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The joy of a wedding is not usually associated with the discomfort and serious reflection of a fast.

But in some pockets of the Jewish community, that may be just the reason brides and grooms don’t eat or drink on the day of their wedding. Fasting, say some rabbis, allows the couple one last opportunity for personal reflection before committing to a lifelong

relationship.

“On the wedding day, our tradition teaches that all the bride’s and groom’s sins are wiped clean,” said Rabbi Mark Novak of Minyan Oneg Shabbat, who officiates at weddings in the Washington, D.C., area. “A wedding has a strong connection to Yom Kippur. The not eating reminds us of that soul connection that we call Adonai.”

Novak said he meets with couples before their wedding for what he calls cheshbon hanefesh, or spiritual accounting, the same process observant Jews do during the High Holidays.

“What we talk about is the strengths of the individual and the relationship,” he said. “You want to arrive with as much intent and mindfulness as possible before you enter the chuppah,” he said.

The purpose of fasting is to use the empty stomach to prompt introspection and an appreciation of the seriousness of marriage.

After the wedding ceremony, couples who have fasted will typically break the fast during yichud, a period when the bride and groom are alone together for the first time.

Rabbi David Kuperman of Silver Spring, Maryland, said he and his wife, Linda Siegel, fasted when they got married. Fasting, combined with a visit to the mikvah before the wedding, offered him and Siegel an opportunity to metaphorically cleanse themselves of any lingering doubts they had.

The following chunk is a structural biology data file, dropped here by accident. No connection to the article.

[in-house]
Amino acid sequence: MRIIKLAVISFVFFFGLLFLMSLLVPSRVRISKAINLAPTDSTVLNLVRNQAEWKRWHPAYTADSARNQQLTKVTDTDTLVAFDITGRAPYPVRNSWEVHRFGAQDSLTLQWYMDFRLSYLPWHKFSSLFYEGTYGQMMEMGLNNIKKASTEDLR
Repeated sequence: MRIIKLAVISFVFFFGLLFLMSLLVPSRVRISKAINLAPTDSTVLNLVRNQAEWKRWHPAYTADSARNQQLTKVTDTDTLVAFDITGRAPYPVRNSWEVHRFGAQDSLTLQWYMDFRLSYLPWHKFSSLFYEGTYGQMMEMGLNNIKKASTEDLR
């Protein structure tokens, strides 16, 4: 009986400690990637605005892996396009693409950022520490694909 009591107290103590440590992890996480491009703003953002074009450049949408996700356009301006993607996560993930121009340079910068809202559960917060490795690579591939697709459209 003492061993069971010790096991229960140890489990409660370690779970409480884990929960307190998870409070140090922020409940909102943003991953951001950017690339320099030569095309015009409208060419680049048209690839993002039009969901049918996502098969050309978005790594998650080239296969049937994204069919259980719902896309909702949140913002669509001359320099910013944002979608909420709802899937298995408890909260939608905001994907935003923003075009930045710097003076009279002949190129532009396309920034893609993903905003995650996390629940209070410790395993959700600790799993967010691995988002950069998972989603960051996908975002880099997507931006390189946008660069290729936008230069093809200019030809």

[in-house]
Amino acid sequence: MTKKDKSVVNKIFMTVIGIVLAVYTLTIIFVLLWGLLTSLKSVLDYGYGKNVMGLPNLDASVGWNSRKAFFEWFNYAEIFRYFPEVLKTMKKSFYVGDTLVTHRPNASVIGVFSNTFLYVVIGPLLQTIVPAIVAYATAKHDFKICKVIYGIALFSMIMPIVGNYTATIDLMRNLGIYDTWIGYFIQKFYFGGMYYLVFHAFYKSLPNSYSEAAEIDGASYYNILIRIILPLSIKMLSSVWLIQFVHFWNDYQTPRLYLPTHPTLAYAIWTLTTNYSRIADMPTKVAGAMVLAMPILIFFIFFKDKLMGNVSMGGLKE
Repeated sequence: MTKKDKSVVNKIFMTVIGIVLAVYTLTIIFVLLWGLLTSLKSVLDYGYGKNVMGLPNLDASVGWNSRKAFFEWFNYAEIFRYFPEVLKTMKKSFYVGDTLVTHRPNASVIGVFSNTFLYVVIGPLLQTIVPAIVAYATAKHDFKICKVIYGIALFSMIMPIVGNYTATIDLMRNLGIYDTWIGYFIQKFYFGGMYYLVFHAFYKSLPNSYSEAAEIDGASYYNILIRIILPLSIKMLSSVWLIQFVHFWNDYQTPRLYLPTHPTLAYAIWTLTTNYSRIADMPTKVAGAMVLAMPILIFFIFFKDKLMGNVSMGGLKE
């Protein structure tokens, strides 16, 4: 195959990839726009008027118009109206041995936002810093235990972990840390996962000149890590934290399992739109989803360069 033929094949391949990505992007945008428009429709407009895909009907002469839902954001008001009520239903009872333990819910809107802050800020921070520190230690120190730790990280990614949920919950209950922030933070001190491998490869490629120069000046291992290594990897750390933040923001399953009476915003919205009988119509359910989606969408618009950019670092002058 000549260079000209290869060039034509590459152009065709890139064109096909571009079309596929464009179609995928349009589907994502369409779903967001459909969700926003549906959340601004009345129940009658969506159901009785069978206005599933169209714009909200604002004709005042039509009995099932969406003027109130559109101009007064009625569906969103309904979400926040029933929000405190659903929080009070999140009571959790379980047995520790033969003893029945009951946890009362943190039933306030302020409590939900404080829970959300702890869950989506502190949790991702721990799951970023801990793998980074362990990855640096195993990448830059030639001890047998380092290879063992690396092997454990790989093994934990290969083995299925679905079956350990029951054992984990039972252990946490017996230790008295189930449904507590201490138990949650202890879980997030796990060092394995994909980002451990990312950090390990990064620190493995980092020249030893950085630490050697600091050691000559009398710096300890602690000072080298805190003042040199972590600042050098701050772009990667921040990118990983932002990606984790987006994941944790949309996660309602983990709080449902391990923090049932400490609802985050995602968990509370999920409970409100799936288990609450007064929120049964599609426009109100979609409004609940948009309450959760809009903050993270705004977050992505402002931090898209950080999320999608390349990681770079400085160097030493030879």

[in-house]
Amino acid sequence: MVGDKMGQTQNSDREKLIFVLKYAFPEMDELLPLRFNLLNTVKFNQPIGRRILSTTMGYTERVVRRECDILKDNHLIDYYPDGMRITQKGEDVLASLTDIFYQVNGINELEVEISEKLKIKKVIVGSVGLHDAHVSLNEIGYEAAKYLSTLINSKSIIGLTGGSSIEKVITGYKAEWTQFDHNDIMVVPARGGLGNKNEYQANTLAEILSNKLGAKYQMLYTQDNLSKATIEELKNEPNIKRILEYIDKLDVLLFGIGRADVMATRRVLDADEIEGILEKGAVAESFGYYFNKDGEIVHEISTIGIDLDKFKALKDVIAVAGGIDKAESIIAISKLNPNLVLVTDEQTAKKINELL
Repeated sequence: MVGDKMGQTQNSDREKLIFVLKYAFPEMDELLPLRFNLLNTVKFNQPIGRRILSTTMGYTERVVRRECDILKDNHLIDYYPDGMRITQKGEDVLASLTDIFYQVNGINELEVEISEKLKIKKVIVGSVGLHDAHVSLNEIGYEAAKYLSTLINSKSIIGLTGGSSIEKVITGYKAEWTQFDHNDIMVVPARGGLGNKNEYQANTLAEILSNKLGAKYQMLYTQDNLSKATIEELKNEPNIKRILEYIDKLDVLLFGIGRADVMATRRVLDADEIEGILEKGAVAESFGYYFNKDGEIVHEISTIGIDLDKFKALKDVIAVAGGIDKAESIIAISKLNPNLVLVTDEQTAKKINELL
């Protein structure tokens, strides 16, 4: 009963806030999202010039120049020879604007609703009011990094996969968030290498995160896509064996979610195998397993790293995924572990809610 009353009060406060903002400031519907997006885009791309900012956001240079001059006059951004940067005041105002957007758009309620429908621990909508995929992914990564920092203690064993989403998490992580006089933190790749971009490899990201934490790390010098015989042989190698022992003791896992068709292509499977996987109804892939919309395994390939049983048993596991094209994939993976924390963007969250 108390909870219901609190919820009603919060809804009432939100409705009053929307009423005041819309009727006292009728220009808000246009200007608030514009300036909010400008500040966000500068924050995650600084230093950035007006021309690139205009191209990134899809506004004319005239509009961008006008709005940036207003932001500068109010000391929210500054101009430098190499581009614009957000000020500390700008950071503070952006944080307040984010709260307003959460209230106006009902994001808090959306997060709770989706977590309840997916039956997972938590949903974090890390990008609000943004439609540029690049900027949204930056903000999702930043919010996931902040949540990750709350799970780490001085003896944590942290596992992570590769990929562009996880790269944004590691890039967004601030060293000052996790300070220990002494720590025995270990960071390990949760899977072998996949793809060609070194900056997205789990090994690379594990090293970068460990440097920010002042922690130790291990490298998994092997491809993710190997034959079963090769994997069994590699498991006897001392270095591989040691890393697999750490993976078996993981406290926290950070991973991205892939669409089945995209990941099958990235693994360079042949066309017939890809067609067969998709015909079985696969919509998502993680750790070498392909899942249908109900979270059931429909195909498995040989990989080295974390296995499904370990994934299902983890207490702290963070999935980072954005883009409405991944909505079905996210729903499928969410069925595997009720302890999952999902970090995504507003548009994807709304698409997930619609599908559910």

“We wanted to be in the right mood and be clean and ready for a new experience,” he said.

Kuperman said fasting before a wedding is in some ways similar to ridding the house of chametz, or leaven, before Passover.

Both acts are a spiritual commitment and a dedication that the bride and groom have for each other.

There is also another, more practical reason that some couples fast before a wedding, according to Chabad.org — to avoid the consumption of alcoholic beverages in order to prevent drunken parties or other indulgences from occurring the night before.

The practice is not explicitly written in the Talmud, but it is an ancient tradition observed by Jewish scholars.

Novak said the key to a successful fast is for couples to monitor how they feel throughout the day. He recalled the wedding of his brother and sister-in-law, who was wearing a heavy veil after an all-day fast.

“She could hardly breathe,” Novak said. “She nearly fainted as she was walking down the aisle because she was so weak from having fasted.”

Maharat Ruth Balinsky Friedman of Ohev Sholom, the National Synagogue in Washington, D.C., had similar advice for couples who were thinking of fasting.

“I’ve heard horror stories of brides and grooms vomiting because they go from fasting to inhaling food to dancing,” she said. “So that is why I advise being very careful and only doing what one wants to do and feels that they can do.” JN

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